Australian police have alleged that Facebook failed repeatedly to reveal the activity of an international child pornography syndicate operating on the social networking site.
The failure by the website was uncovered during a federal police-led international investigation of the syndicate, which had been using fake online identities, the Sydney Morning Herald reported Friday .
"We are aware that Facebook knew of the existence of these pages and even went so far as to remove the profiles," said the director of the Australian Federal Police (AFP) high-tech crime centre, Neil Gaughan.
But despite closing down the pages after finding illegal material, Facebook did not contact the police, Gaughan said.
"Facebook deactivated the online accounts of the initial suspects but there were indications that, within hours, the groups were re-forming again."
With the help of the FBI in the US, the Child Exploitation Online Protection Centre in Britain, and police in Germany, South Africa and Switzerland, the AFP brought down the paedophile porn ring.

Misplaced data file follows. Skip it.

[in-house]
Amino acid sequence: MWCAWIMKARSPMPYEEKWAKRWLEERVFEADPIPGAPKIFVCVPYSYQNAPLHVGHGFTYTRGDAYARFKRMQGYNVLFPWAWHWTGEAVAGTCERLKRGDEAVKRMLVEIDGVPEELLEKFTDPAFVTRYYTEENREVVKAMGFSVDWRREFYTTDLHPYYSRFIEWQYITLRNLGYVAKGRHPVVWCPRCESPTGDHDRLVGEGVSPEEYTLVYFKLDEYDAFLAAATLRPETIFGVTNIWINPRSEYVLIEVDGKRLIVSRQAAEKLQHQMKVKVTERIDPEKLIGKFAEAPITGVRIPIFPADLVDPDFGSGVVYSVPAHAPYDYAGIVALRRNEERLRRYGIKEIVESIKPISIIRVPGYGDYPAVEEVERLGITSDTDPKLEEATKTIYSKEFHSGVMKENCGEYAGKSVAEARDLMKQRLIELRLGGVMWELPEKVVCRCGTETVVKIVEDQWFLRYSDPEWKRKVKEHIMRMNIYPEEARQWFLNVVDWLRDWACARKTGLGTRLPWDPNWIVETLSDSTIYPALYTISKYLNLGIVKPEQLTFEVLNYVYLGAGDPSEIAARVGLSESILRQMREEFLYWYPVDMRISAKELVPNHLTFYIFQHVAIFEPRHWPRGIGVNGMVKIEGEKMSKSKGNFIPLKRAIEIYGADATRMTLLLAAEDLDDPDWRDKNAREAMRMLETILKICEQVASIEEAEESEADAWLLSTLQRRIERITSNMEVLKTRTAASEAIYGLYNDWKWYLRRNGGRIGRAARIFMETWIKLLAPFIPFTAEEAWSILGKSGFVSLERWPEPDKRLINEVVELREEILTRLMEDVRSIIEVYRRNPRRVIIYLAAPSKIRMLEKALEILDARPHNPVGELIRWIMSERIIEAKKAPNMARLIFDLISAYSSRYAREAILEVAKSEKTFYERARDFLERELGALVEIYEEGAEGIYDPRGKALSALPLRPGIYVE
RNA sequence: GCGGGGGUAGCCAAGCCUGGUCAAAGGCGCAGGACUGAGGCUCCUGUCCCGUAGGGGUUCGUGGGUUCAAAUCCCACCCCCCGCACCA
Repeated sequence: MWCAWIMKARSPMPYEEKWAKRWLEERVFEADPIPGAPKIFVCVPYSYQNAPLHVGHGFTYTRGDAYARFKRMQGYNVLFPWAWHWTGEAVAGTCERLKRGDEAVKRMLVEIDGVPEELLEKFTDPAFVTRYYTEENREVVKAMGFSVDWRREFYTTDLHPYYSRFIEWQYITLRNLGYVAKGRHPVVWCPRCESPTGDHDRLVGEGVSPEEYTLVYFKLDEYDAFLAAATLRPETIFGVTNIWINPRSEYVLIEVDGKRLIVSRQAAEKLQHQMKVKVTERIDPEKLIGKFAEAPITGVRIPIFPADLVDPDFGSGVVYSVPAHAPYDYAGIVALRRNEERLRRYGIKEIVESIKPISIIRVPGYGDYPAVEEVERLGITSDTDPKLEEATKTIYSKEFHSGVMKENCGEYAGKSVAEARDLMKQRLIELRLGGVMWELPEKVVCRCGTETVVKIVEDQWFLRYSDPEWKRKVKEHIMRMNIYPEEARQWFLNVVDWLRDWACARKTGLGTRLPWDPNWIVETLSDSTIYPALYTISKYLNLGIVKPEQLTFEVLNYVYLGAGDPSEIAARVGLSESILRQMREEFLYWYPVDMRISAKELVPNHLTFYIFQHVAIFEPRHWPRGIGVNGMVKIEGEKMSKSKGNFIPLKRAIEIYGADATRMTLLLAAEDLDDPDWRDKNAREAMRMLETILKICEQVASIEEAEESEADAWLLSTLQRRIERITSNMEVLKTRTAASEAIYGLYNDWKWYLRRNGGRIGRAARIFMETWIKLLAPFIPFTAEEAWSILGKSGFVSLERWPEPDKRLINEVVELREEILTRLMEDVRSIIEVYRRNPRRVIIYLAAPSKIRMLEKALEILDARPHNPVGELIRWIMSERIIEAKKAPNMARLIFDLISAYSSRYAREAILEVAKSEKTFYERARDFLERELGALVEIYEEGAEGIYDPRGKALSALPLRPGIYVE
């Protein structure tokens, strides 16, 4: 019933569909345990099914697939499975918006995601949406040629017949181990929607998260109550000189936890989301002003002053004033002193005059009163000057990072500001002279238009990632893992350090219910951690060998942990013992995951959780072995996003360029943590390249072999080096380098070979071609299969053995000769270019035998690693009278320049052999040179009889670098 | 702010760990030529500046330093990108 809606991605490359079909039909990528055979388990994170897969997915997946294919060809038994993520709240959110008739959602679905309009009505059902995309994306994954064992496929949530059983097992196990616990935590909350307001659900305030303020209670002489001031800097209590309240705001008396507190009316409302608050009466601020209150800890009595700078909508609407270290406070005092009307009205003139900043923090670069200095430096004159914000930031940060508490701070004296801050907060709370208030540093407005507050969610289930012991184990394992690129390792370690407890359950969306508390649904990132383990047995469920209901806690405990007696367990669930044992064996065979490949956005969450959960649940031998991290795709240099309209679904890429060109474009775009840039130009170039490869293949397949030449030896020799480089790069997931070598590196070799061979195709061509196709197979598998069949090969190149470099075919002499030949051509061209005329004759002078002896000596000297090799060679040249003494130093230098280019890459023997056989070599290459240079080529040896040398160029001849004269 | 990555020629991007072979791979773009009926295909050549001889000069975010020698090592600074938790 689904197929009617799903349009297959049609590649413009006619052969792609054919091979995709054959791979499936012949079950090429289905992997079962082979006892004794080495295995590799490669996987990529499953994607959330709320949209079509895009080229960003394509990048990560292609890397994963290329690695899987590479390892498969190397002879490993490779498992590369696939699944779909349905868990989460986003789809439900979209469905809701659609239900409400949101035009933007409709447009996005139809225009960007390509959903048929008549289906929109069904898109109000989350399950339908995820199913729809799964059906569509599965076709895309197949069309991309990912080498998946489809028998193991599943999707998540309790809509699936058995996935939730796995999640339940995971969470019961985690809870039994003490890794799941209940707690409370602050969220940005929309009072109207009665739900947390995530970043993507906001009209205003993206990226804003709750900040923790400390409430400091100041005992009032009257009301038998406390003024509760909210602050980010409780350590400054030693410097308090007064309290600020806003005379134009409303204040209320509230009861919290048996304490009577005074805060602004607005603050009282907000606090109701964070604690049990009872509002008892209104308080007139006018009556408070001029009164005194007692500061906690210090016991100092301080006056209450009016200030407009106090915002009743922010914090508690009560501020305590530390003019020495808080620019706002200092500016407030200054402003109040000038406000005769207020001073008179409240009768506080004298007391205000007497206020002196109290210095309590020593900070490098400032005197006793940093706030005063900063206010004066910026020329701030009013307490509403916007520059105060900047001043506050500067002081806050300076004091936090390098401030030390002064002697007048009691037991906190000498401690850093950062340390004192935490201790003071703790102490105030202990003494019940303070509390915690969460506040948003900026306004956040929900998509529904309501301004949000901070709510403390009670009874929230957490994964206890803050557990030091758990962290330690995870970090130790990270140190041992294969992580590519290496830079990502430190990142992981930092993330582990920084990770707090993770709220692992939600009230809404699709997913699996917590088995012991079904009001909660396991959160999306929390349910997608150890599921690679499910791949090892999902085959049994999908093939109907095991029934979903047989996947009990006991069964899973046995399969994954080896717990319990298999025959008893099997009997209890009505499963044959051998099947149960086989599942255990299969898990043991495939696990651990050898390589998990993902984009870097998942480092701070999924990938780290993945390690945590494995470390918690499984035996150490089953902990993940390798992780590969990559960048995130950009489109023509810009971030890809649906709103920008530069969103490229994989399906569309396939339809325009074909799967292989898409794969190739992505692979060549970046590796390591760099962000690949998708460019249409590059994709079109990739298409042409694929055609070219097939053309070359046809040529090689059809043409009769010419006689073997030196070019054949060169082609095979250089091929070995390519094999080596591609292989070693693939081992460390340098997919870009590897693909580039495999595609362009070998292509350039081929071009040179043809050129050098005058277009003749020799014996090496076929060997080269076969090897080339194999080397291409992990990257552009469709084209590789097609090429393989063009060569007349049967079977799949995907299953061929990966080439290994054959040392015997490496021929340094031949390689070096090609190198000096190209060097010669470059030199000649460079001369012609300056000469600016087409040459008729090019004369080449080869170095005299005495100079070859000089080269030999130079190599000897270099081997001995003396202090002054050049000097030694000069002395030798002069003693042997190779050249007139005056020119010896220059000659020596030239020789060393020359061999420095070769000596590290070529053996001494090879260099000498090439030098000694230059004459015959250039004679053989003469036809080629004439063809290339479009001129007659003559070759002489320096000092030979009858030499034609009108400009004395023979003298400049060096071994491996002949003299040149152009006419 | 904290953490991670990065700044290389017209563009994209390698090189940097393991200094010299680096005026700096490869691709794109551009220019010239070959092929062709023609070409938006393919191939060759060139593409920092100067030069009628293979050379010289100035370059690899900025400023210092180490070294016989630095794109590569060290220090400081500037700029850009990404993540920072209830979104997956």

While officers believe there may have been dozens of people involved in the ring, 11 men have been arrested. They include two Australian men, aged 33 and 18, and a 26-year-old British-based man who police say is the ringleader.
All 11 are accused of creating Facebook pages under false identities and using the pages to distribute and view graphic sexual images of children, the report said.
After federal police arrested one of the Australians, he stunned them by describing how he had sent up to 10 messages to Facebook allegedly informing them about the ring, but the company failed to pass the information to police.
Facebook has been criticised in the past for failing to address privacy and safety concerns held by its hundreds of millions of users.